Reboyras said he keeps three weed whackers in his neighborhood office to tend to lawns of abandoned homes. David Potete, a pastor in Belmont Cragin, said he mowed a lawn on the street where he lives for more than a year.
"I've never seen anything like this. Every block seems to have seven or eight (foreclosed) houses on it," Potete said.
The accumulation of foreclosed houses is by no means unique to Belmont Cragin or the city of Chicago, where nearly 23,000 foreclosure filings were made last year, according to the Woodstock Institute, which tracks housing developments in the region. In the first half of this year, foreclosure filings in the six-county region topped 39,200, a 37 percent increase over the first half of 2009, according to the institute.
Foreclosure filings jumped 95 percent in Palatine during the first six months of 2010, according to Woodstock data. Foreclosures in Rolling Meadows increased 55 percent; in Hoffman Estates, 86 percent; and Crystal Lake, 75 percent, underscoring the reality that the foreclosure crisis is having a bigger impact in the suburbs.
"You're already seeing it in northwest Cook County, and you'll see more of it in DuPage, Lake and a lot of places that have not had high (foreclosure) rates," said Geoff Smith, senior vice president of the Woodstock Institute.
As foreclosure filings have mounted — there were more than 11,100 in Chicago alone during the first half of the year — Smith said the "shock value has worn off" with much of the public.
Belmont Cragin, which began stirring as a neighborhood in the 1830s after George Merrill opened a saloon at Armitage and Grand avenues, symbolizes the challenge that cities across the country face as the number of foreclosures grows. It struggles with high unemployment, stagnant or falling wages, and tight credit that discourages or stifles private investment.
Belmont Cragin, formerly an immigrant working-class neighborhood notable for small mom-and-pop storefronts on Belmont Avenue that sported signs in English and Polish, has substantially redefined itself during the last two decades. Hispanics, which comprised 30 percent of the population in 1990, now represent more than 65 percent of the 78,000 people living in the neighborhood, according to the Census Bureau. And even as property values skyrocketed in the mid-2000s, income levels stayed relatively flat, helping create a housing market that could not sustain itself when the subprime bubble burst.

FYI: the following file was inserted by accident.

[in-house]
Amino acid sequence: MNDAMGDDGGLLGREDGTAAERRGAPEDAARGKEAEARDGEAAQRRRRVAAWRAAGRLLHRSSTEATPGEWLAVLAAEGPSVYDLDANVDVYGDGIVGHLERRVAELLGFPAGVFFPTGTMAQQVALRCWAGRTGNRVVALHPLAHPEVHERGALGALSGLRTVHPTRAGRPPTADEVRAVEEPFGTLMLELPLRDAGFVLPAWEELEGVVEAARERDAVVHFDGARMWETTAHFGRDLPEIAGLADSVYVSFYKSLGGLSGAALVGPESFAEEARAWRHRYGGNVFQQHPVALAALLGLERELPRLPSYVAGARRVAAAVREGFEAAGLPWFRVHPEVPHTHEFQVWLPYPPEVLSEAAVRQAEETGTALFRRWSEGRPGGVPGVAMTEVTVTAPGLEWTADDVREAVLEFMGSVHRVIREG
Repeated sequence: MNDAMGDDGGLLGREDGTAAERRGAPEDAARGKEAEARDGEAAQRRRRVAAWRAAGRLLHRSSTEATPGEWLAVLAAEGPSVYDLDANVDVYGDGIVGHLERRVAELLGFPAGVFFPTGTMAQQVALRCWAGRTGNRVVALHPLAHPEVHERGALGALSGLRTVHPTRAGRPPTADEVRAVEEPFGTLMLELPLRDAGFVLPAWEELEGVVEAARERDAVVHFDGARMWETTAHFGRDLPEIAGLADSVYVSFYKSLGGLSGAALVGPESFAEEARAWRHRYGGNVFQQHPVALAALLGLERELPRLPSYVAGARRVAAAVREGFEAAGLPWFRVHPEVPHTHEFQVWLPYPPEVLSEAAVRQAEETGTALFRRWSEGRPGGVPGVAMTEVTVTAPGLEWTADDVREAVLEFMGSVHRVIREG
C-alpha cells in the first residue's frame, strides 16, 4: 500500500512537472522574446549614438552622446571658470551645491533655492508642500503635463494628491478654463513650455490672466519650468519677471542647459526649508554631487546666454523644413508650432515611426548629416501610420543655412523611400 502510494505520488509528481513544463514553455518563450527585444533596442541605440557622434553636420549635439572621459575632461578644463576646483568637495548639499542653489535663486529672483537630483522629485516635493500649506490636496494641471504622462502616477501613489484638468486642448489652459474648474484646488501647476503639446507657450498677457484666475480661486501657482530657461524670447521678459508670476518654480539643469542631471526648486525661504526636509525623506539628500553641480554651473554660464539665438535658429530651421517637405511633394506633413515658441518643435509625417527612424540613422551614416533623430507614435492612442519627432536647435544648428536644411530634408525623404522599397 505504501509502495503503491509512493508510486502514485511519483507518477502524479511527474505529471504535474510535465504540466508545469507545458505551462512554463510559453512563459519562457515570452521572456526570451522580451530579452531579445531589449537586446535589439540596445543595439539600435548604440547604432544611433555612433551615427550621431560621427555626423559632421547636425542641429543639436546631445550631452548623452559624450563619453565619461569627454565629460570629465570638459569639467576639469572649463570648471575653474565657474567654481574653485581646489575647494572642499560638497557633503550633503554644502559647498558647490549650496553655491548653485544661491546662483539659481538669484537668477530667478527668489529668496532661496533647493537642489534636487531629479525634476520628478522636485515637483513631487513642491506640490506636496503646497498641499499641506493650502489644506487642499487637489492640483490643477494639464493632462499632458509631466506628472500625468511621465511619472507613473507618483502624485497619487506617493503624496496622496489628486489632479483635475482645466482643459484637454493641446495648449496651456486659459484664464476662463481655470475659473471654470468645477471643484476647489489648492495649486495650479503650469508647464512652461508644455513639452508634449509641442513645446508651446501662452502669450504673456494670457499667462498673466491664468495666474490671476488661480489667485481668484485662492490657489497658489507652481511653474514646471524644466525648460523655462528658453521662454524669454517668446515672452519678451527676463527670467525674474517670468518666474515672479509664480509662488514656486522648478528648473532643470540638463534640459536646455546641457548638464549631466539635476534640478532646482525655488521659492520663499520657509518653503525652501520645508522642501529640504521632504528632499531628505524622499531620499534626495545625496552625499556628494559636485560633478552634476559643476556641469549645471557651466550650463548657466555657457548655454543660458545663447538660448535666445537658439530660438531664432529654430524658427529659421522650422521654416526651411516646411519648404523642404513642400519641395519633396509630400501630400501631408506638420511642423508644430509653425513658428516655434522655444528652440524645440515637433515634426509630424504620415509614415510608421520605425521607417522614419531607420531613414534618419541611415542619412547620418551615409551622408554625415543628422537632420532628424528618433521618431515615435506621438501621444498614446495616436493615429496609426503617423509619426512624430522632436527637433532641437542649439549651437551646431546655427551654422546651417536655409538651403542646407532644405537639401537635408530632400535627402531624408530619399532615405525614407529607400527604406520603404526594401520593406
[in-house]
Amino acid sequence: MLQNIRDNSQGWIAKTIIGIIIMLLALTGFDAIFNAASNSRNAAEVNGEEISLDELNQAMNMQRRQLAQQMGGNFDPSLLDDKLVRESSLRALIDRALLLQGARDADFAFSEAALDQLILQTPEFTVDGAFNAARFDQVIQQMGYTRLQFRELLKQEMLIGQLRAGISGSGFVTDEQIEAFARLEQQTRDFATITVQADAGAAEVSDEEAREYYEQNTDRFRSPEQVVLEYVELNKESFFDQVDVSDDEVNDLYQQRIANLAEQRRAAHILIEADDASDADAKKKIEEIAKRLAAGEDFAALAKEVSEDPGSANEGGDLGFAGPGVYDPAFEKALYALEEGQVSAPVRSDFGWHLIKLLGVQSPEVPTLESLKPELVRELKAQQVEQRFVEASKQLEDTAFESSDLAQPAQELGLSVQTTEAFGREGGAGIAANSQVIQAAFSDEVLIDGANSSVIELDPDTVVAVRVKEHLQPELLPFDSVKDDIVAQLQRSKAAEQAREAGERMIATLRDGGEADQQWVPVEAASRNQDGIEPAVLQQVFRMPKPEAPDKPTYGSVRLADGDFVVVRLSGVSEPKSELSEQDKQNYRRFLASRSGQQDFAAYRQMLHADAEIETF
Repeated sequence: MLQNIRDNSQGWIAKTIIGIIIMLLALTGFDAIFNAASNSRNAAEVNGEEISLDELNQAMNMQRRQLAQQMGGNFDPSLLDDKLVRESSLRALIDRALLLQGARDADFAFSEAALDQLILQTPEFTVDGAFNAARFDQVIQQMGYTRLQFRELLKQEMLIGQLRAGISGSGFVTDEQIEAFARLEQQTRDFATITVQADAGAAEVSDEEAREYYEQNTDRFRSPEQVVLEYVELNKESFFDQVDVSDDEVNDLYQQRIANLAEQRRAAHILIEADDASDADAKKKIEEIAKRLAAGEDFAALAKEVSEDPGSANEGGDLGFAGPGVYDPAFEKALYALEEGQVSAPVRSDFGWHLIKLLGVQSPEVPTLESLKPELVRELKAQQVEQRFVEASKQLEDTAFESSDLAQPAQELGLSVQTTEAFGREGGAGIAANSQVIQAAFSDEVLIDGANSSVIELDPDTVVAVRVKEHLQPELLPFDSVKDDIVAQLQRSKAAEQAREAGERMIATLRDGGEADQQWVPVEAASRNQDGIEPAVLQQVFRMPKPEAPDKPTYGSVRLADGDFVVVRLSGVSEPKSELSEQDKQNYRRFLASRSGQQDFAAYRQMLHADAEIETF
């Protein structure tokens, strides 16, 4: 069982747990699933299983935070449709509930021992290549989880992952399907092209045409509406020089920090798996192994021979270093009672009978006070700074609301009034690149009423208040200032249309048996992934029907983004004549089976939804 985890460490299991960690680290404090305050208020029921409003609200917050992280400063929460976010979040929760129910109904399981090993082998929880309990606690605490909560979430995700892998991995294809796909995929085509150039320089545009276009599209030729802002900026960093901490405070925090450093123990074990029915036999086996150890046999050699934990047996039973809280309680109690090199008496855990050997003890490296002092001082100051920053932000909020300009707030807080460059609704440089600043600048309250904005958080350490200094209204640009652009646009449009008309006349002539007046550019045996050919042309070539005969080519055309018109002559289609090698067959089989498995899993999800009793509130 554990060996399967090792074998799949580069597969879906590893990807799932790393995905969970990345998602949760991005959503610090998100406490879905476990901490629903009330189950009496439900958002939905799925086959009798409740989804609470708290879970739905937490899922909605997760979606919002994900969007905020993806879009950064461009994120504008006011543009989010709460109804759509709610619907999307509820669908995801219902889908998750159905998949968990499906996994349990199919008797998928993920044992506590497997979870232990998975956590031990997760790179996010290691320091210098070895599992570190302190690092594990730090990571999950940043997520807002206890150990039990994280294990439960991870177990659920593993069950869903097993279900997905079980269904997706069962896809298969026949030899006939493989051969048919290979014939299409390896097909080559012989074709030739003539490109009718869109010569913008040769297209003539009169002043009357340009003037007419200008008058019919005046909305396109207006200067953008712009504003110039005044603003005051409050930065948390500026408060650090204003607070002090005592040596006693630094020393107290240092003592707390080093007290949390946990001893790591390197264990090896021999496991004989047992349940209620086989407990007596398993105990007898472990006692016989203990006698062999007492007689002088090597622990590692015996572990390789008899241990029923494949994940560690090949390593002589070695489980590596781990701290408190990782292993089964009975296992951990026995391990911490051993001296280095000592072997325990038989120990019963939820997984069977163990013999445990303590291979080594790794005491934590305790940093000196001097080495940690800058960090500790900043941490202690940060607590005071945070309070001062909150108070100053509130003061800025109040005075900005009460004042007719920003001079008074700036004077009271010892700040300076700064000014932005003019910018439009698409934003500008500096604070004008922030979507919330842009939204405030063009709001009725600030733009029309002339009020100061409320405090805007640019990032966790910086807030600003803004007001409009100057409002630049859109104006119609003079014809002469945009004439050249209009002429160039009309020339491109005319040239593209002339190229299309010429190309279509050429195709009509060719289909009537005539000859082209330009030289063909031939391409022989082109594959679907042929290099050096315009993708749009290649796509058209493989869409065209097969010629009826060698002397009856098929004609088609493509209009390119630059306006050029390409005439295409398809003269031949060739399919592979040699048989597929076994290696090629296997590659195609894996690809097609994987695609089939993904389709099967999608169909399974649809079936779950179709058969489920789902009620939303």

"We have not hit bottom," said Art Neville, vice president and senior loan officer at Community Savings Bank, a local lender. "A 40 to 50percent drop in housing values is not unusual in Belmont Cragin. It's one of the more harder-hit neighborhoods."
Felix Ayala lost his $352,000 home earlier this year after living in it for seven years. The economic slump of late 2008 led to a dramatic cut in his work hours as a restaurant waiter. Ayala sought a modification in his loan agreement in early 2009, but the bank foreclosed on him. "It just depresses you," said Ayala, whose work schedule is diminished and sporadic.
Short of any unforeseeable new government assistance, the neighborhood's fortunes hinge on a substantial reduction in unemployment, which in Chicago is at its highest level in 25 years.
"People have lost jobs," Neville said. "We used to give loans partly based on overtime slips. Now overtime has gone away, and you're seeing people working 30 to 32 hours a week instead of 50 to 55."
The damage to the community is substantially covered up, due largely to pride and a concern about the negative effects abandoned homes have on adjoining properties. Neighbors mow the yards of those who have moved out. Some things, though, are tougher to deal with, like the abandoned home on Mango Avenue, where neighbors say squatters moved into the basement six months ago, coming late at night and leaving early in the morning, presumably for work.
In the meantime, foreclosure filings mount, documented by official notices in Chicago's Northwest Side Press. On any given week, foreclosures will consume a quarter to a third of the weekly's pages.